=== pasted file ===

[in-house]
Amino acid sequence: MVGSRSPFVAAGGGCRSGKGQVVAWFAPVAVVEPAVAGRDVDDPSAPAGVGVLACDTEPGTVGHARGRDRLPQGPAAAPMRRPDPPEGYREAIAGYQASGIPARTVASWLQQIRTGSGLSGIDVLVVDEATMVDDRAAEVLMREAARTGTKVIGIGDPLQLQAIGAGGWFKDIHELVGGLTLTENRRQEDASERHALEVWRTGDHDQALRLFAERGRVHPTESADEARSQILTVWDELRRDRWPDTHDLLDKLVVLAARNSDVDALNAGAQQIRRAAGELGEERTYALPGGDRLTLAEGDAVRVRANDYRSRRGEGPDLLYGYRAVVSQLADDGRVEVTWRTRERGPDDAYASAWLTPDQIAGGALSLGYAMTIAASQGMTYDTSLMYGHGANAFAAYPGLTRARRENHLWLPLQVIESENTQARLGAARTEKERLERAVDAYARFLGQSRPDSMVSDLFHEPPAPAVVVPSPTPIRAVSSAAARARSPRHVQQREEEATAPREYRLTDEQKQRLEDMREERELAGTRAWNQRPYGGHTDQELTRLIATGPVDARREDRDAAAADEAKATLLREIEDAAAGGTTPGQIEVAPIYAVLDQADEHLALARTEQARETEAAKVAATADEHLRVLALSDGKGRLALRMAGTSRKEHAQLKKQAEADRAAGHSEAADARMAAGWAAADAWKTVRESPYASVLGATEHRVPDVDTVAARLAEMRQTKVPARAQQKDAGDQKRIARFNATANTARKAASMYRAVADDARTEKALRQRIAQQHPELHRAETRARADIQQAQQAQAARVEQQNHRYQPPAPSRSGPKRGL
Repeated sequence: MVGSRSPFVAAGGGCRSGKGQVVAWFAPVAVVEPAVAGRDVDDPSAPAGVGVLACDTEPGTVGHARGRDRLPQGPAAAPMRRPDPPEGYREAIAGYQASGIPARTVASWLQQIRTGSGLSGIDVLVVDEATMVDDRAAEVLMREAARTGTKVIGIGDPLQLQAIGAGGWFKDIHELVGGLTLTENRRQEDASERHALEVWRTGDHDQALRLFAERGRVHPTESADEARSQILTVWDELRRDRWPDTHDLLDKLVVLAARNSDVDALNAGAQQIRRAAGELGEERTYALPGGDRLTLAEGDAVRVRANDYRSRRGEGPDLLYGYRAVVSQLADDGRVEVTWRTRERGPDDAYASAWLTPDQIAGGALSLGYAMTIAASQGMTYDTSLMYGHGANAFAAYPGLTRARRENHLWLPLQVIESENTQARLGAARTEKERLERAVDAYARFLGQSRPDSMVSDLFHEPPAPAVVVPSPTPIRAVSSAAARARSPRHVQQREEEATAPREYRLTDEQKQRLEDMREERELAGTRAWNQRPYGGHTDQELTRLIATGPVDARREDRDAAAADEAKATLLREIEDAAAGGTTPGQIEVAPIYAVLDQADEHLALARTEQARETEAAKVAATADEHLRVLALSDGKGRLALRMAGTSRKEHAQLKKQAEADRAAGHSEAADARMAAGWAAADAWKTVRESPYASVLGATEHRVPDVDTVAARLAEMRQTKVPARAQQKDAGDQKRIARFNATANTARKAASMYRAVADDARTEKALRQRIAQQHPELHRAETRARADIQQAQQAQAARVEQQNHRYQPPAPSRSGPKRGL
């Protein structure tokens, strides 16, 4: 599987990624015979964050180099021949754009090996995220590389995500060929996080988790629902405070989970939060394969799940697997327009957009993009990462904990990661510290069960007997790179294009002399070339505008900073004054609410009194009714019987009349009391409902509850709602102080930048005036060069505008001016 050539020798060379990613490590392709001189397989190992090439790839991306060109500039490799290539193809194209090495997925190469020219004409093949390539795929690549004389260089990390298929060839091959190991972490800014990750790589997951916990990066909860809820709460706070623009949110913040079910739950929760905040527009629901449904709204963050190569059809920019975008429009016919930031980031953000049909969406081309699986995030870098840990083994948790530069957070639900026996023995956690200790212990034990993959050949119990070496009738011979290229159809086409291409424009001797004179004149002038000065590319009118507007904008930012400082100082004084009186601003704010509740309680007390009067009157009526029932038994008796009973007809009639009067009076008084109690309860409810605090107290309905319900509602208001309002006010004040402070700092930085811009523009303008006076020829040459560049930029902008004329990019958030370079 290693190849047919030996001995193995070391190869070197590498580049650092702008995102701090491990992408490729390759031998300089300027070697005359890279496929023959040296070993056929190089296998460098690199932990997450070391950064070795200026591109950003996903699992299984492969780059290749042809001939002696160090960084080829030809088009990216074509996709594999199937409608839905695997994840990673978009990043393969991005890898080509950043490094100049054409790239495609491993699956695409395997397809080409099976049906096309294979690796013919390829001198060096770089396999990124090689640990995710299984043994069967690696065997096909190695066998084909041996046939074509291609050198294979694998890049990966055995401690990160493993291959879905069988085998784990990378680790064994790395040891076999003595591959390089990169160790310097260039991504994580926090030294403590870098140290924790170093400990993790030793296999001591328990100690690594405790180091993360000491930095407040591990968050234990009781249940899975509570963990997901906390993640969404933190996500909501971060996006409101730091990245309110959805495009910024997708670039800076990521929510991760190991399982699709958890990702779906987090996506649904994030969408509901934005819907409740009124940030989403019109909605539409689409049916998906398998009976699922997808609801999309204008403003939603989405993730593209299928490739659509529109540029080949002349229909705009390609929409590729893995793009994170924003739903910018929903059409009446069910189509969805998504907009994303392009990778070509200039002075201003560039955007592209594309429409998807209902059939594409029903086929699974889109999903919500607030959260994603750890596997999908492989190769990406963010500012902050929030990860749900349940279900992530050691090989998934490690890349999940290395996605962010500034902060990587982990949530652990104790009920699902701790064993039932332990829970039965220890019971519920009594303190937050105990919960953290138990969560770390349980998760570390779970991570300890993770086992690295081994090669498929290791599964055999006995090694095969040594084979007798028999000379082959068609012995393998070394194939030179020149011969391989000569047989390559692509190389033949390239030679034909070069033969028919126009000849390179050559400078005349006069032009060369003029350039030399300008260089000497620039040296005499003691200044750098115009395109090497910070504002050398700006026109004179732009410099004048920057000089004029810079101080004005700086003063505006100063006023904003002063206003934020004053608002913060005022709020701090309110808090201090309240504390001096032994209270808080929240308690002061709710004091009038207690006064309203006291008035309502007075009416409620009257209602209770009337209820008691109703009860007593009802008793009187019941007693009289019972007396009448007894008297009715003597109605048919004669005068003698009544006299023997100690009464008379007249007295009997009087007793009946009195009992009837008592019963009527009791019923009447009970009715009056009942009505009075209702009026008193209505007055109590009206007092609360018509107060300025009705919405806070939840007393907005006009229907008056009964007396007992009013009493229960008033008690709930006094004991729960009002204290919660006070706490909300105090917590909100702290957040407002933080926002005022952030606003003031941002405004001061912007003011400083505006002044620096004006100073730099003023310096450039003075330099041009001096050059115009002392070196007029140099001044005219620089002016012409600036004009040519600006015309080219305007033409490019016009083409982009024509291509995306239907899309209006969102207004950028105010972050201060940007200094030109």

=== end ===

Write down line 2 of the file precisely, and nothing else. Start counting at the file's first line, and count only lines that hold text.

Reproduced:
Amino acid sequence: MVGSRSPFVAAGGGCRSGKGQVVAWFAPVAVVEPAVAGRDVDDPSAPAGVGVLACDTEPGTVGHARGRDRLPQGPAAAPMRRPDPPEGYREAIAGYQASGIPARTVASWLQQIRTGSGLSGIDVLVVDEATMVDDRAAEVLMREAARTGTKVIGIGDPLQLQAIGAGGWFKDIHELVGGLTLTENRRQEDASERHALEVWRTGDHDQALRLFAERGRVHPTESADEARSQILTVWDELRRDRWPDTHDLLDKLVVLAARNSDVDALNAGAQQIRRAAGELGEERTYALPGGDRLTLAEGDAVRVRANDYRSRRGEGPDLLYGYRAVVSQLADDGRVEVTWRTRERGPDDAYASAWLTPDQIAGGALSLGYAMTIAASQGMTYDTSLMYGHGANAFAAYPGLTRARRENHLWLPLQVIESENTQARLGAARTEKERLERAVDAYARFLGQSRPDSMVSDLFHEPPAPAVVVPSPTPIRAVSSAAARARSPRHVQQREEEATAPREYRLTDEQKQRLEDMREERELAGTRAWNQRPYGGHTDQELTRLIATGPVDARREDRDAAAADEAKATLLREIEDAAAGGTTPGQIEVAPIYAVLDQADEHLALARTEQARETEAAKVAATADEHLRVLALSDGKGRLALRMAGTSRKEHAQLKKQAEADRAAGHSEAADARMAAGWAAADAWKTVRESPYASVLGATEHRVPDVDTVAARLAEMRQTKVPARAQQKDAGDQKRIARFNATANTARKAASMYRAVADDARTEKALRQRIAQQHPELHRAETRARADIQQAQQAQAARVEQQNHRYQPPAPSRSGPKRGL